“Romantic” films are often seen as a one-size-fits-all category, but they come in as many different forms as relationships do, and may be best watched in certain relationship statuses. Ranging from the cynical to the open-hearted, here are some potential films to watch this Valentine’s Day, matched to their appropriate status.
“The Lobster” (2016): Yorgos Lanthimos has gotten awards attention this year for his twisted love triangle “The Favourite,” but that movie looks like “Love Actually” compared to his earlier stab at the romantic comedy. “The Lobster” is practically a feature-length advertisement for being single on your own terms, with following the crowd’s advice on romance only ending in misery and sci-fi body horror.
A paunchy, sad-sack Colin Farrell stars a recently-dumped man forced to find a partner, since he lives in a society where the single are turned into animals. When he does find love, with Rachel Weisz, he encounters a whole host of other troubles. Even as he understands why people fall for each other, Lanthimos is decidedly not a romantic filmmaker, and this is an expert depiction of the many ways love can warp the mind. Real life may not force you to turn into a lobster, but love can really be that irrational.
IN A RELATIONSHIP:
“Carol” (2015): Todd Haynes’ love stories tend to be more tragically unrequited than anything, but this is his one purely blissful love story. “Carol” has accumulated a massive online following for being one of very few queer love stories with a happy ending, and its hard-earned optimism is an inspiring thing to see if you also have a special someone.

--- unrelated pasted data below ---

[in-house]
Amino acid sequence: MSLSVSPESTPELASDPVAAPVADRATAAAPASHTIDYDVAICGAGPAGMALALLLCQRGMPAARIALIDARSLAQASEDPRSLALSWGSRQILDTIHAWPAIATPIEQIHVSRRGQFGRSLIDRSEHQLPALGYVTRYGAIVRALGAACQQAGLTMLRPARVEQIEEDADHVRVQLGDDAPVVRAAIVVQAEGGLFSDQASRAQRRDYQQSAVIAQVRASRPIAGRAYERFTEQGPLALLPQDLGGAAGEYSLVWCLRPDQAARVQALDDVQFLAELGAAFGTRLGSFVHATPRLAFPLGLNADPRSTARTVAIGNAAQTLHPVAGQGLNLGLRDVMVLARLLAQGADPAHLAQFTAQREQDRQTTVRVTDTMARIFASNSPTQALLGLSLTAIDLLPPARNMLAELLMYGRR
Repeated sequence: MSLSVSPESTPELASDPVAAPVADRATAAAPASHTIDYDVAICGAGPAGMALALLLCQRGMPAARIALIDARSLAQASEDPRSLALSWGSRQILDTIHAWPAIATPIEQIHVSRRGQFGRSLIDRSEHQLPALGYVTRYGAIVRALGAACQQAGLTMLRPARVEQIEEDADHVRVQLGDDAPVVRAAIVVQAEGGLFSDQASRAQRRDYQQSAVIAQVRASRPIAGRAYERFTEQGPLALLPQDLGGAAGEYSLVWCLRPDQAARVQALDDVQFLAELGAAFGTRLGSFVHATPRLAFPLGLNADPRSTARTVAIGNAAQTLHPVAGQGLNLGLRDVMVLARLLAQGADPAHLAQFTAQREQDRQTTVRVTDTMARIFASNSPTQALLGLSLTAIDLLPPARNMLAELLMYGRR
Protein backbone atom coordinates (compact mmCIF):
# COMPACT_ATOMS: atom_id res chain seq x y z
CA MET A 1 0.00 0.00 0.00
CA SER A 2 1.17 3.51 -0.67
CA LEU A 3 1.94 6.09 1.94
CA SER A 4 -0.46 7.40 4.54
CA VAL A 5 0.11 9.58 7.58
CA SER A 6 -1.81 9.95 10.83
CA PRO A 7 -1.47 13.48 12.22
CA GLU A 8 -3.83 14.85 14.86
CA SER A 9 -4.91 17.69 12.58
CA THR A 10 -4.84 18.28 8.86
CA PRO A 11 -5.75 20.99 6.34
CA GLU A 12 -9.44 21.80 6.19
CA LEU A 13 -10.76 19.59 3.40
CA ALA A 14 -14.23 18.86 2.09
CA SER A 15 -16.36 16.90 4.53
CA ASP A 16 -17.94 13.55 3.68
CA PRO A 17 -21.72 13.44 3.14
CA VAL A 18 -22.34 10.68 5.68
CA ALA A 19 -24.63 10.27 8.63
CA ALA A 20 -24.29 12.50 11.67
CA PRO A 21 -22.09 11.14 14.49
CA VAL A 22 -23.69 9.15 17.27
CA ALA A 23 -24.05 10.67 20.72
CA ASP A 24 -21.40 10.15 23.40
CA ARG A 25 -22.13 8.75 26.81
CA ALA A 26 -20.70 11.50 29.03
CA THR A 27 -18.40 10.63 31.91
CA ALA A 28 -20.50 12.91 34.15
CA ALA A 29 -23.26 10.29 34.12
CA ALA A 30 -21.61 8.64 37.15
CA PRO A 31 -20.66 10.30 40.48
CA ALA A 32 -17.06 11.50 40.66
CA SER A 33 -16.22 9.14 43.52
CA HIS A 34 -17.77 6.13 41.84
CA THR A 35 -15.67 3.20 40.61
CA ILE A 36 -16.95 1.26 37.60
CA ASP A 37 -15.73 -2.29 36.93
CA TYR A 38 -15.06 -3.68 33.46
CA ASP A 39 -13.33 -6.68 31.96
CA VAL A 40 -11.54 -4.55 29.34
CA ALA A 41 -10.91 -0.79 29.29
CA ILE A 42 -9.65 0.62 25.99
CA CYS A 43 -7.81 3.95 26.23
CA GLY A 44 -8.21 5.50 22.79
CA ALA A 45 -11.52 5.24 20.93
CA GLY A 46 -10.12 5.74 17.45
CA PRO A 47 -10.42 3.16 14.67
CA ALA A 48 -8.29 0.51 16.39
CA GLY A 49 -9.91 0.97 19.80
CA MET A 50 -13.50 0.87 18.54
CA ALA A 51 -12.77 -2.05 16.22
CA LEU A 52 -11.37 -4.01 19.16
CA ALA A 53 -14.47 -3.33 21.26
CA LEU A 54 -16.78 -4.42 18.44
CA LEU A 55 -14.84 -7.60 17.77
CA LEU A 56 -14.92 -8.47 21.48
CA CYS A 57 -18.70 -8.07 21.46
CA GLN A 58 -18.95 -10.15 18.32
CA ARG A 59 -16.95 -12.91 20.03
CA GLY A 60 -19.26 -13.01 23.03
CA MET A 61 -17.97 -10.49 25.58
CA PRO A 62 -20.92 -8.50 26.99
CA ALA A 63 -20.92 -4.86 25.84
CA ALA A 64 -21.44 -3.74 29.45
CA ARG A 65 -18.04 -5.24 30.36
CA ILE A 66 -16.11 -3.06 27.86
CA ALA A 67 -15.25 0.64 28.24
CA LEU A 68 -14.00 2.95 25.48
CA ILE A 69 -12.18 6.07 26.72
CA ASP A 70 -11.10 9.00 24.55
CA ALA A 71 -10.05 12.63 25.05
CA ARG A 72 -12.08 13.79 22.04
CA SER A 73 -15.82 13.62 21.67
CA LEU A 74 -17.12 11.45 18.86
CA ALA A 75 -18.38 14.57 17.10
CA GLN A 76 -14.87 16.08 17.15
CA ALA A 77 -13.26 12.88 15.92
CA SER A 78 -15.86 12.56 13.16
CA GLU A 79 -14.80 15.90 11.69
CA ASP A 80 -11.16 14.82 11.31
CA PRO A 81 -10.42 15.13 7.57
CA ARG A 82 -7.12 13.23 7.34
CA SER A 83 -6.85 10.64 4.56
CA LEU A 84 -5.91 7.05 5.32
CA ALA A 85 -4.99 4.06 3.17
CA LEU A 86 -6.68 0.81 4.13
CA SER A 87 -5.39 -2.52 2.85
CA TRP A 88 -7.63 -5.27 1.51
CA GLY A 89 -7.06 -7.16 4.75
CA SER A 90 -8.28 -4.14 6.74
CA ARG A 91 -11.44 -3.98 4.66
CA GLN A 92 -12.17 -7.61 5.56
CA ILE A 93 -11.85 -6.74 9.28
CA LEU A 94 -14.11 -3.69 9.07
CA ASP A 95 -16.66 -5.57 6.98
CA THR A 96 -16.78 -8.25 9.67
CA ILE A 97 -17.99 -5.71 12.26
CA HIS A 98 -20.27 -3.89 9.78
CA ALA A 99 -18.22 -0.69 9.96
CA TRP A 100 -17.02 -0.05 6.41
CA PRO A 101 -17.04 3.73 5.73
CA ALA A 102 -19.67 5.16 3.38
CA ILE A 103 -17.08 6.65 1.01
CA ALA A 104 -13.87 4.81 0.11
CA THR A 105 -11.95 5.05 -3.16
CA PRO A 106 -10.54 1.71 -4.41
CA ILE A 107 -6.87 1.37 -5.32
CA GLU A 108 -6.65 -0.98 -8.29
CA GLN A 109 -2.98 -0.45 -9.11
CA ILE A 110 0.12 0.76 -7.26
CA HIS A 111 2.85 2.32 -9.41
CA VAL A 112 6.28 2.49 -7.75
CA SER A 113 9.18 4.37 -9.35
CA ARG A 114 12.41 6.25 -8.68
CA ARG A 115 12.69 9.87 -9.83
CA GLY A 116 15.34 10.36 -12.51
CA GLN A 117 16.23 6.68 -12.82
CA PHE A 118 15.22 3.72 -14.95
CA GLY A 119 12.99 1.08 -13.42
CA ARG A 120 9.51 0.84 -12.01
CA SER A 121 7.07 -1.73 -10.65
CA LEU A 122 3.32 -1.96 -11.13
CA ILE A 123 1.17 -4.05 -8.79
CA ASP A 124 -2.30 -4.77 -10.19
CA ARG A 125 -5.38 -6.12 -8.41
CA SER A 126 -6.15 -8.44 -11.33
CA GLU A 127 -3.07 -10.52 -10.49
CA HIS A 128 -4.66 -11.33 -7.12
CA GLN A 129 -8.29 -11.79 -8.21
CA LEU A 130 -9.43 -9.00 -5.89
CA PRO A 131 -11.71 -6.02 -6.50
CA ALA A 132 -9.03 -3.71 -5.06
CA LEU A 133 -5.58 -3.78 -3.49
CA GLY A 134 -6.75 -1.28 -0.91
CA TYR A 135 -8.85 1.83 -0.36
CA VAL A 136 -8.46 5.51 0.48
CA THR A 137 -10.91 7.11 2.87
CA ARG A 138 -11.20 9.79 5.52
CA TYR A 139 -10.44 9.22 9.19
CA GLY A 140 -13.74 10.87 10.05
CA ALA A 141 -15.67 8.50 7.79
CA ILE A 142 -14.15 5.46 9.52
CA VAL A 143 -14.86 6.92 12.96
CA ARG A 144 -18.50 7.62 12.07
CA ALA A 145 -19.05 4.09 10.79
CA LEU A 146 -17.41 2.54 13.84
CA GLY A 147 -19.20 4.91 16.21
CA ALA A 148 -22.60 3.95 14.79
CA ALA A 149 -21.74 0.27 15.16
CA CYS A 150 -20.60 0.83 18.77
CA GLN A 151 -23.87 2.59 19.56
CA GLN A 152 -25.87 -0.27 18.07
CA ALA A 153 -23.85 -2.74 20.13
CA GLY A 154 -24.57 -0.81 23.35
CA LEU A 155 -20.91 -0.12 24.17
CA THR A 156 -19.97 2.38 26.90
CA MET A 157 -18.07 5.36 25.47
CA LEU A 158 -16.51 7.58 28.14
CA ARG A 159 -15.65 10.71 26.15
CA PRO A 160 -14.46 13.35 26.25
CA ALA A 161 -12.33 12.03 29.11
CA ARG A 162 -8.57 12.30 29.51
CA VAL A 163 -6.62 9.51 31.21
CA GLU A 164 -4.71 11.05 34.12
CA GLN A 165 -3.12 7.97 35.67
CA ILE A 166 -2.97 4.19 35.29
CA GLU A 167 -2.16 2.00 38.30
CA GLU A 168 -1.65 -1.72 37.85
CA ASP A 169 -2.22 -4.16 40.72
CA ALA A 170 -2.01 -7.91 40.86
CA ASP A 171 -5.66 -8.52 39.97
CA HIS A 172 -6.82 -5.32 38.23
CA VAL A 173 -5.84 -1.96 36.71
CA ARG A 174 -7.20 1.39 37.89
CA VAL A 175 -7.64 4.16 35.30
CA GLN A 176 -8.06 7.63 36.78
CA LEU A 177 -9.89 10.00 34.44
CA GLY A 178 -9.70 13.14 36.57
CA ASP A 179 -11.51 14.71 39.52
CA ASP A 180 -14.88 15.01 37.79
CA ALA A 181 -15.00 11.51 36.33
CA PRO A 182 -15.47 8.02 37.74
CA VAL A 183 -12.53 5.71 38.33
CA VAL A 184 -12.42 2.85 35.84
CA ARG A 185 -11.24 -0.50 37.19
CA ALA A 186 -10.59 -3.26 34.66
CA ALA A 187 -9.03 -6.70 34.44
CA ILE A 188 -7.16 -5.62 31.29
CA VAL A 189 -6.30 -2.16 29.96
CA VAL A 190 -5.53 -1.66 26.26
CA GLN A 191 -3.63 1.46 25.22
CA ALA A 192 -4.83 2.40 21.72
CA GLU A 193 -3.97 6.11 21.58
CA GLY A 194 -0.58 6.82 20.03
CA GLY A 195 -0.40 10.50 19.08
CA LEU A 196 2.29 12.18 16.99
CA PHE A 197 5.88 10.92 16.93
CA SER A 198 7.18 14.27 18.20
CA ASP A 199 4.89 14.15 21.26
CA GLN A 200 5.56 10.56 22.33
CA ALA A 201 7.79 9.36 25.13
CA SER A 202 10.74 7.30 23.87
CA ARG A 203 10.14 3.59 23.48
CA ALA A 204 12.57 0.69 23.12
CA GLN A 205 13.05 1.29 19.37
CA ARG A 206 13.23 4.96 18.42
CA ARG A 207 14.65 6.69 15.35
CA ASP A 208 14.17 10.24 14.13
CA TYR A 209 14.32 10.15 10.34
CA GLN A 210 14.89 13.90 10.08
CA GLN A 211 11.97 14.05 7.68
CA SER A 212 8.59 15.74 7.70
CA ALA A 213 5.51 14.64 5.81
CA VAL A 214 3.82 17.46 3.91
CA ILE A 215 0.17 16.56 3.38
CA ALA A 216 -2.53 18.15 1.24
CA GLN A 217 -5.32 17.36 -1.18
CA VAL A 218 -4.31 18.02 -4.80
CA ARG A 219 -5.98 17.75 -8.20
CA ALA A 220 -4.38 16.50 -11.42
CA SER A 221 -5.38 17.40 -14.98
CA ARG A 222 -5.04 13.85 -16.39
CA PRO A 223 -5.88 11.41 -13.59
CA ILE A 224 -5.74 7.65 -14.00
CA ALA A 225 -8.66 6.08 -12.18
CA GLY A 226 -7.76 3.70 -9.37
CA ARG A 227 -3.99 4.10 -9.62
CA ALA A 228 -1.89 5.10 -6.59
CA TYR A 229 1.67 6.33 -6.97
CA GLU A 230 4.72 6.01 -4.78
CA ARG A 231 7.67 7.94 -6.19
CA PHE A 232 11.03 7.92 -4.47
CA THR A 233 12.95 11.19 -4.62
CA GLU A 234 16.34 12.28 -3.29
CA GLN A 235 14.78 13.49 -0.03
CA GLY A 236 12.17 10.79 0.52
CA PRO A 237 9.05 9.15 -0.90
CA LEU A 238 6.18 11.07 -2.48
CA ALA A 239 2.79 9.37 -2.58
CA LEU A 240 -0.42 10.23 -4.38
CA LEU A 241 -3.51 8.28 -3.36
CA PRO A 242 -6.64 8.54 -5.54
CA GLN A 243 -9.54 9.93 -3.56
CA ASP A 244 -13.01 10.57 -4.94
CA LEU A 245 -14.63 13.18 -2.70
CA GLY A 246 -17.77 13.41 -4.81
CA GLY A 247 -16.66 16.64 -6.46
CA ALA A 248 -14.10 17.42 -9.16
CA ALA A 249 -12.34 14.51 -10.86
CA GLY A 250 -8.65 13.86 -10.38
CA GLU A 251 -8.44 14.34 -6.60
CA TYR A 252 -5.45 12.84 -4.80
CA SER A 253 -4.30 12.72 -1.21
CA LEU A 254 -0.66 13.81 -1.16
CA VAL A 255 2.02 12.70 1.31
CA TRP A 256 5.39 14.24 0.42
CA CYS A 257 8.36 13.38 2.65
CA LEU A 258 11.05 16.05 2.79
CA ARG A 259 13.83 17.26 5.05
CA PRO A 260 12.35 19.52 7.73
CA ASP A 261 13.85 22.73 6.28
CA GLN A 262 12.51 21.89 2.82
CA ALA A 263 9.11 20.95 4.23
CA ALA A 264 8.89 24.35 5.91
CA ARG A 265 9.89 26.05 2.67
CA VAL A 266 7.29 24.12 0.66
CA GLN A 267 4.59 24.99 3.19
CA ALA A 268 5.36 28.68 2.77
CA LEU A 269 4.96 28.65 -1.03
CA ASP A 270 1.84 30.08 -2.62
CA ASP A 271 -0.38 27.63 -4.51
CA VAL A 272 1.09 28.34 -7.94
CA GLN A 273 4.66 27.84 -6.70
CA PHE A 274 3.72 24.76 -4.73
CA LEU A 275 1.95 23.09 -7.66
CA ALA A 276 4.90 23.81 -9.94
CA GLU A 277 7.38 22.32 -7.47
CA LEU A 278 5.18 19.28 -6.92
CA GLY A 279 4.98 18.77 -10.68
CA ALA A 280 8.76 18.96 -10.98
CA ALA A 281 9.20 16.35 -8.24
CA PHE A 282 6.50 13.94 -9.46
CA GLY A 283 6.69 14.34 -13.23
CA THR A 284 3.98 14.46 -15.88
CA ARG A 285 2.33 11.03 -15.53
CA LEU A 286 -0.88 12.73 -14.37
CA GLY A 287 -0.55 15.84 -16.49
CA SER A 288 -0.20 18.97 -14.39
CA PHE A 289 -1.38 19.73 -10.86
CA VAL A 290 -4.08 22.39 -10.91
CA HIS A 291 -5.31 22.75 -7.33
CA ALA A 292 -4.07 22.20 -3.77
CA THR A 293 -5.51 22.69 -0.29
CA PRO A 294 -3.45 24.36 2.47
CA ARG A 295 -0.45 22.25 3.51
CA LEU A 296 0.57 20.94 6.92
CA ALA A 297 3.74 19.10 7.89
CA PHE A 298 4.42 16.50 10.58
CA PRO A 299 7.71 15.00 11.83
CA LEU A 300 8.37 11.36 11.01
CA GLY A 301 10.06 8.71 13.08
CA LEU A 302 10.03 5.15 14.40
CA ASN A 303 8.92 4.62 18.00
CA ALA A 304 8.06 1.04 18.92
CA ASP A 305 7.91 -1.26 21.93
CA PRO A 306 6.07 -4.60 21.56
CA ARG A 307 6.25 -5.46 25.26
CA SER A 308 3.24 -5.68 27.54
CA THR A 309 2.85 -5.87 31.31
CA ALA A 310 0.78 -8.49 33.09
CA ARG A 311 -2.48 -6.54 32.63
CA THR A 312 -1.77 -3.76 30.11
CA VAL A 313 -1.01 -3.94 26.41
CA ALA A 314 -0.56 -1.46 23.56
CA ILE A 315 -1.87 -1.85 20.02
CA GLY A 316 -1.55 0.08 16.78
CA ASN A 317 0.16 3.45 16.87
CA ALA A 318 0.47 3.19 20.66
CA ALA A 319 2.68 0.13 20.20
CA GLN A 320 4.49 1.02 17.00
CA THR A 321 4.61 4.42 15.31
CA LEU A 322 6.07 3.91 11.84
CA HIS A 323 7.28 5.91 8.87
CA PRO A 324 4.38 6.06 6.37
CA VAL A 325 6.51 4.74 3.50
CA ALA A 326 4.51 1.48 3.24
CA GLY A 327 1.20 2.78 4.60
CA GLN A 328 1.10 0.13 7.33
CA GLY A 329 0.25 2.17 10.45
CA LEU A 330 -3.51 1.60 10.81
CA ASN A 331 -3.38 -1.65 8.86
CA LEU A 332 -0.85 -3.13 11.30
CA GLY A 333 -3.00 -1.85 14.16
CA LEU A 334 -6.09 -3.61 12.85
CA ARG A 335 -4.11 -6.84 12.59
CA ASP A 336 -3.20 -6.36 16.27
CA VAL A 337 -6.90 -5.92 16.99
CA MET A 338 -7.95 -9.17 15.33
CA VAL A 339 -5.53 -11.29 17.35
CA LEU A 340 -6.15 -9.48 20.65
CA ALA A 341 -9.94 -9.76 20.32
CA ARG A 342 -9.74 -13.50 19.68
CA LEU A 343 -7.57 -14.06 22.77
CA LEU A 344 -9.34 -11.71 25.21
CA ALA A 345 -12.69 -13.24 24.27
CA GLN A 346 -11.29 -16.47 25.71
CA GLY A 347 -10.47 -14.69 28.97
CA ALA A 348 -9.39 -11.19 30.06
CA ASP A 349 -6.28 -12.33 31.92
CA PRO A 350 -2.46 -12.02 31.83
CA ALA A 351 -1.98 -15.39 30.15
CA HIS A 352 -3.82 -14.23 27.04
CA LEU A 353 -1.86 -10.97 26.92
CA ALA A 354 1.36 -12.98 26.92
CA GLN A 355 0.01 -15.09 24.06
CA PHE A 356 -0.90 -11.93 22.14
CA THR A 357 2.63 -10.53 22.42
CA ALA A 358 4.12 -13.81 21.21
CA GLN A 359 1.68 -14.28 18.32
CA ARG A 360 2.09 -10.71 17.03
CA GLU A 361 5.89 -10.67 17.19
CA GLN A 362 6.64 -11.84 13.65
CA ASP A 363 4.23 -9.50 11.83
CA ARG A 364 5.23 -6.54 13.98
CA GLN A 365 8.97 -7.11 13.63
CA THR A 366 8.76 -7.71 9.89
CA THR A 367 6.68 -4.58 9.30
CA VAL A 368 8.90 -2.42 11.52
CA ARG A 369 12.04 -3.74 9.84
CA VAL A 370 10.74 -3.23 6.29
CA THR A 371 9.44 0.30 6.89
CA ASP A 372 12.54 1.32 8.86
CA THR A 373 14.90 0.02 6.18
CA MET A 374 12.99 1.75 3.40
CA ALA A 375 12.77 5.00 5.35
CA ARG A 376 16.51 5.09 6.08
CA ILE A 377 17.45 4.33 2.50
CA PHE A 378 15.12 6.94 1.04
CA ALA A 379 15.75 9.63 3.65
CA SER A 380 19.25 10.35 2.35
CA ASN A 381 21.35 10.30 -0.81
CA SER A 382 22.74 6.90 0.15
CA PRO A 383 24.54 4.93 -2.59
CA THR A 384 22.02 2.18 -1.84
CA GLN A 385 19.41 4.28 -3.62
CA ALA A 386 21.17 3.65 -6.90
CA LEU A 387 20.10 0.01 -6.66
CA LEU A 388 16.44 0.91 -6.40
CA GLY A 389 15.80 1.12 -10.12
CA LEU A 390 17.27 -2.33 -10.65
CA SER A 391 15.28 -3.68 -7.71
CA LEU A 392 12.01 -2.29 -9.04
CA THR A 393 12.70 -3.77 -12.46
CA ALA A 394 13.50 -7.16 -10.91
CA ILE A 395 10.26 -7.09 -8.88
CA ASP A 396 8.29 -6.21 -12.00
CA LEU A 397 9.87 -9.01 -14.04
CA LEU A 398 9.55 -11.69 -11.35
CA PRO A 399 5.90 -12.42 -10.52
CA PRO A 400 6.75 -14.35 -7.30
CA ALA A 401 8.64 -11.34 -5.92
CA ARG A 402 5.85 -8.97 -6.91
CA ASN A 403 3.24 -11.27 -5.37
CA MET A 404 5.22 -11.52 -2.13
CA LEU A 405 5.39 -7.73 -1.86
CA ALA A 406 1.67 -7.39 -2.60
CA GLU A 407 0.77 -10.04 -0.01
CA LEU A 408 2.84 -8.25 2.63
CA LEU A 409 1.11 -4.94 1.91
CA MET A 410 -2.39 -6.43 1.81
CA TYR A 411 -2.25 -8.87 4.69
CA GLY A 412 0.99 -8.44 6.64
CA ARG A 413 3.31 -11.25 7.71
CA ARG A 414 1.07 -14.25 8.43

Its story of a fiery relationship between a department store employee (Rooney Mara) and a soon-to-be-divorced housewife (Cate Blanchett) is driven by almost imperceptible looks and gestures more than dialogue, but each one gives off more romantic vibes than a grand speech ever could. Few films have so expertly portrayed the feelings brought on by love, with Haynes’ camera capturing a world made beautiful by the love contained with it.
“My Own Private Idaho” (1991): For a much sadder queer love story, there’s this, from Haynes’ contemporary Gus Van Sant. Half of “My Own Private Idaho” is a bizarre modern-day Shakespeare adaptation, complete with talking magazine covers and Gen-Xers speaking in iambic pentameter, but the other half is as bittersweet a depiction as in any film of a relationship in the difficult middle ground between friendship and romance.
Mike (River Phoenix) and Scott (Keanu Reeves) are two street kids who go on a road trip together, searching for Mike’s mother and struggling to make sense of their own companionship. Like Haynes, Van Sant is a master at capturing feeling on film, with images of falling barns and moving skies standing in for the sensations of love, but unlike in “Carol”, the words that aren’t said or are ignored are more tragic than anything. Mike’s clumsy, tentative confession of love to Scott at a campfire is heartbreaking, all his words trying and failing to capture what Scott means to him.